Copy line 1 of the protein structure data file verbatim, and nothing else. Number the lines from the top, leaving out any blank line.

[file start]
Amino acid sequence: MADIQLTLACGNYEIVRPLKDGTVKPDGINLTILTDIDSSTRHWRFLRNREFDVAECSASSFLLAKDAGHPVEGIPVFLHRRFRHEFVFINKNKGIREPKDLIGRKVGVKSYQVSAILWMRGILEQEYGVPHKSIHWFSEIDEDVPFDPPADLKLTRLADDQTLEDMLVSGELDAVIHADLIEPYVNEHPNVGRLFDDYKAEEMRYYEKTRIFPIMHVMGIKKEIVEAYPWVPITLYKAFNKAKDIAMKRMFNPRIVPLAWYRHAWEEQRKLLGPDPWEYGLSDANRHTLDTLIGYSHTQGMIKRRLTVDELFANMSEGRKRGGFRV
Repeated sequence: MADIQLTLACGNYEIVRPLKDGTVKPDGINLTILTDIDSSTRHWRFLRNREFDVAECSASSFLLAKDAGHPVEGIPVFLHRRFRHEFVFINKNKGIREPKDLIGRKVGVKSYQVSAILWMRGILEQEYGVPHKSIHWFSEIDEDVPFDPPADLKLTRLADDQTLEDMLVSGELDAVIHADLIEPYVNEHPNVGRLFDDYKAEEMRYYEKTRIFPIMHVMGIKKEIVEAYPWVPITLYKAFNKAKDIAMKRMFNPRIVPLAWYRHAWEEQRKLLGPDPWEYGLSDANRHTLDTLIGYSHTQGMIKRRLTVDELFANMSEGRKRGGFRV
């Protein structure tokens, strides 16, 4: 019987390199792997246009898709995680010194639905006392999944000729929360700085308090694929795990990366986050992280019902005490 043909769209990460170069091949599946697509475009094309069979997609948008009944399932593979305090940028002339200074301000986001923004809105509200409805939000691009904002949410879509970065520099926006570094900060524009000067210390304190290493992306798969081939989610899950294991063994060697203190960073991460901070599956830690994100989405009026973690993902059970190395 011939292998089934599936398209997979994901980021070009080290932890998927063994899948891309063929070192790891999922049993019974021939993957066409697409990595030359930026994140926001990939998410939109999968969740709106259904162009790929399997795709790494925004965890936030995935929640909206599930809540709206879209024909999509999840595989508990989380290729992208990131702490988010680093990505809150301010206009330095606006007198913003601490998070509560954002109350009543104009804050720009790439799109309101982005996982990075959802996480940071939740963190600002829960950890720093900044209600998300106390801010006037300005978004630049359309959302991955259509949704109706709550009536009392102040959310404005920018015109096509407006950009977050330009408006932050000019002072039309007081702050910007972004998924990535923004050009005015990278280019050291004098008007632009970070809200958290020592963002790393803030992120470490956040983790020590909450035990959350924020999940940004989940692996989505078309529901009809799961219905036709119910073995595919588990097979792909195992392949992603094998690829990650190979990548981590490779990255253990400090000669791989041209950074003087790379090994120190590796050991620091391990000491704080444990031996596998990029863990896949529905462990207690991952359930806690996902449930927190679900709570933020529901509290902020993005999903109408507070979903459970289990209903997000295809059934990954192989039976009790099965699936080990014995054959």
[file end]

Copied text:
Amino acid sequence: MADIQLTLACGNYEIVRPLKDGTVKPDGINLTILTDIDSSTRHWRFLRNREFDVAECSASSFLLAKDAGHPVEGIPVFLHRRFRHEFVFINKNKGIREPKDLIGRKVGVKSYQVSAILWMRGILEQEYGVPHKSIHWFSEIDEDVPFDPPADLKLTRLADDQTLEDMLVSGELDAVIHADLIEPYVNEHPNVGRLFDDYKAEEMRYYEKTRIFPIMHVMGIKKEIVEAYPWVPITLYKAFNKAKDIAMKRMFNPRIVPLAWYRHAWEEQRKLLGPDPWEYGLSDANRHTLDTLIGYSHTQGMIKRRLTVDELFANMSEGRKRGGFRV